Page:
For months I have been thinking about our cook book collection. Mark and I have acquired over 201 cookbooks and our collection grows.
I have been thinking about cooking a recipe from each book and writing a blog post, but was paralysed by figuring out which book to start with. So last Saturday, as Mark bought a cookbook from a charity shop I said to myself “might as well just start with this one”.
Cookbook 1 : Rhodes Around Britain.
This book was published 20 years ago in 1994 (happy 20th anniversary Gary). In the introduction, Gary Rhodes reflects on what happened to Britain’s strong cooking tradition. “British cookery had always been simple. Rhodes argues that where other cultures developed new dishes alongside the traditional, Britain left her traditional dishes behind. Rhodes Around Britain revives some of the traditional British dishes that were lost, uses the best of British ingredients to create new dishes, and gives recipes for some classic Italian and French dishes. Rhodes claims that over 90% of the dishes are easy to make at home with ingredients easily found.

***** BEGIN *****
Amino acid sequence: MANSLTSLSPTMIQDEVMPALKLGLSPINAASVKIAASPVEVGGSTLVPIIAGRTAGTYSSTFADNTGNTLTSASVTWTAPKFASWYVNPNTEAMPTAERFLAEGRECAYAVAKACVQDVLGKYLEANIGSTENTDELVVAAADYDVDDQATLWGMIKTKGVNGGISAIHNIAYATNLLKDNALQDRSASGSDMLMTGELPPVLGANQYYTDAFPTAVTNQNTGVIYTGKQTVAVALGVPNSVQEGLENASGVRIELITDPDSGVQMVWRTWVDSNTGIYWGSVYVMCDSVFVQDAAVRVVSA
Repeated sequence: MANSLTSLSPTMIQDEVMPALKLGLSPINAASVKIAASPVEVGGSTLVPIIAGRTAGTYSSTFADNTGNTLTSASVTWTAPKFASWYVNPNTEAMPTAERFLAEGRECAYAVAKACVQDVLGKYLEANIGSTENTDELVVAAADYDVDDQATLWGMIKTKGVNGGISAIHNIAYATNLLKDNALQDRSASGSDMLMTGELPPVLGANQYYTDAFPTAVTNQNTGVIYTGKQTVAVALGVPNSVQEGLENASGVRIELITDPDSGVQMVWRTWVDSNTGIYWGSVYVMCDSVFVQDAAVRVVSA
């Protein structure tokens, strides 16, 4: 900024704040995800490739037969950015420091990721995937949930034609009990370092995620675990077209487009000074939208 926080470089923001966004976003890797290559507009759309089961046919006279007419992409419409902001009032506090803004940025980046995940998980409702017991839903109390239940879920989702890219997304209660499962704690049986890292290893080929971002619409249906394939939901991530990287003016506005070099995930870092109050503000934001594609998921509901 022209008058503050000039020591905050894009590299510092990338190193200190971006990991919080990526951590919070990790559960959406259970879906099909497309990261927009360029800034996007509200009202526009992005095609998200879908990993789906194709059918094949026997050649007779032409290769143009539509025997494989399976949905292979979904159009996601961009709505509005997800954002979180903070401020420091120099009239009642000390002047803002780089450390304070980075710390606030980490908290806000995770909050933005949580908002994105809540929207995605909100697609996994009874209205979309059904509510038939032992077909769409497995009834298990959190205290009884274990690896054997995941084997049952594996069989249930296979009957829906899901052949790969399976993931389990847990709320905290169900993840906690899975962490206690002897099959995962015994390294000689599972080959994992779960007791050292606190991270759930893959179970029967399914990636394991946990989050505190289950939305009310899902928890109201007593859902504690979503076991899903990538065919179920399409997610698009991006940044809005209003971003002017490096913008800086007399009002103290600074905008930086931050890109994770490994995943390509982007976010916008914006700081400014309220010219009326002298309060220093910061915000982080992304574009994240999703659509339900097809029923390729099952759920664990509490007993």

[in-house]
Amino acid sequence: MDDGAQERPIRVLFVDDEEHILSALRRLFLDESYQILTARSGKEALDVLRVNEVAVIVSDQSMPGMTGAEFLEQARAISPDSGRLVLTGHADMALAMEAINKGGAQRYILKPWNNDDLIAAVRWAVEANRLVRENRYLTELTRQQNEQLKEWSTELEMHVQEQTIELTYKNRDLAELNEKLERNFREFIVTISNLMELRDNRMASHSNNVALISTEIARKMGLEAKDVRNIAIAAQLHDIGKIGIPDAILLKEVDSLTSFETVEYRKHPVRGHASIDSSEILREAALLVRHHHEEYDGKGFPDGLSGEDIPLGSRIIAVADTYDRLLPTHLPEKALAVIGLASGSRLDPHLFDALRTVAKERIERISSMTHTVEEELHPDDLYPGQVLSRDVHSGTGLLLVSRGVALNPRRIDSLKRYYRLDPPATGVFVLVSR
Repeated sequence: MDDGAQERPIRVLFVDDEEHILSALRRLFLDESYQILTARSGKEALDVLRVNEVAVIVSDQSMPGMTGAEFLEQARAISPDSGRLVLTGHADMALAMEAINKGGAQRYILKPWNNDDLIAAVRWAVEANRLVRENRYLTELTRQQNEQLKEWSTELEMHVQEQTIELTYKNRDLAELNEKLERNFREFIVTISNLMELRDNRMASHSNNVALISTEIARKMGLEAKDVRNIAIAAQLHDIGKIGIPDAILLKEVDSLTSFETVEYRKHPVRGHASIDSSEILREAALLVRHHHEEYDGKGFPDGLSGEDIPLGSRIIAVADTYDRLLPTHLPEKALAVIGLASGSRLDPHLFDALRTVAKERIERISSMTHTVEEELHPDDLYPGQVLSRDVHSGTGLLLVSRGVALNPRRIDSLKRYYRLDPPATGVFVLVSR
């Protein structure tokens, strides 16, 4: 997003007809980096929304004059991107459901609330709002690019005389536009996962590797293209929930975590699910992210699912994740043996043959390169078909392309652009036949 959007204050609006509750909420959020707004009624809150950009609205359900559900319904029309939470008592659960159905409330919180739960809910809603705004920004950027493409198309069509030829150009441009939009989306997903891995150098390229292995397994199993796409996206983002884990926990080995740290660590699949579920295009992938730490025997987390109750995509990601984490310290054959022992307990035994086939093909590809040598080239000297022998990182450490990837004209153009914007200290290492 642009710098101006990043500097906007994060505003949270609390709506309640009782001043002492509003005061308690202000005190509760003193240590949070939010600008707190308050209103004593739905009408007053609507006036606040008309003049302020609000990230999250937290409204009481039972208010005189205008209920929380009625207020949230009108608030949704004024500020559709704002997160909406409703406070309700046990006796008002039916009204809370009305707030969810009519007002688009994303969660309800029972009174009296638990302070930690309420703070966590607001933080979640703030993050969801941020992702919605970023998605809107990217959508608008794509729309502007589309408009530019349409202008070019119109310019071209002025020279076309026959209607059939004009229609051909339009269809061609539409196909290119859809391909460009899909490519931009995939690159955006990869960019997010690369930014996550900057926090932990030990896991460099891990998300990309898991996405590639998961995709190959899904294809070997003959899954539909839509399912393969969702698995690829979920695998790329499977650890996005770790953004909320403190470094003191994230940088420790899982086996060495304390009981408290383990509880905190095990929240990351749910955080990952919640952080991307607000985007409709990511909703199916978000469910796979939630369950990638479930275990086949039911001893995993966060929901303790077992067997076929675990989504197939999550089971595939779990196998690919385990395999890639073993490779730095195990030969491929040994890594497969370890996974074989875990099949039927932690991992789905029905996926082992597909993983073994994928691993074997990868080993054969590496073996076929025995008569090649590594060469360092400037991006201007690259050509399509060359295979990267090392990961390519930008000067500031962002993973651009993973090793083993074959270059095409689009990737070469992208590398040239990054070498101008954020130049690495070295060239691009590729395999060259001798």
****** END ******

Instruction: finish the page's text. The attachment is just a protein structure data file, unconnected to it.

This book has over 100 recipes, they fall into the following categories:
Soups Starters and Snacks, Main Courses, Puddings, Sauces Stocks and Pickles.
Soups Starters and Snacks has simple, humble recipes such as Cabbage Soup with Dumplings, a mackerel recipe with an Italian twist, Grilled Mackerel with Stewed Tomatoes Pesto and Onions, and a salad made with traditional breakfast ingredients: Poached Egg Salad with Sauté Potatoes, Black Pudding and Bacon. In the mains you will find traditional dishes ranging from Braised Lambs Tongues and Braised Oxtail to more modern dishes such as Steamed Fillet of Turbot on Green Vegetables with Ginger and Lime. Desserts classics such as Bread and Butter Pudding.
I made the Poached Egg Salad with Sauté Potatoes, Black Pudding and Bacon for a Sunday brunch. I thought this was a lovely idea for brunch as it is lighter than a fry up.
I bought some beautiful, dried, cured, streaky bacon from Albert Rees in Carmarthen; who are revered for their dry cured bacon and ham. They had some free range organic eggs and I bought some of these as well. I had some nice Pembrokeshire new potatoes. I substituted a French sausage called “saucisse de Morteau” as that is what I happened to have in my freezer.
I love the traditional recipes in this book and the little blurbs Rhodes includes, telling a little story about the recipe. If you want to discover some traditional British recipes and some modern British recipes that are easy to make at home, give this book a try.
You can find this book on Amazon or maybe you can find it as we did in a charity or second-hand book store.
*If you want to know more about Carol’s adventure with food or even join her on one then check out Food Adventure Ltd.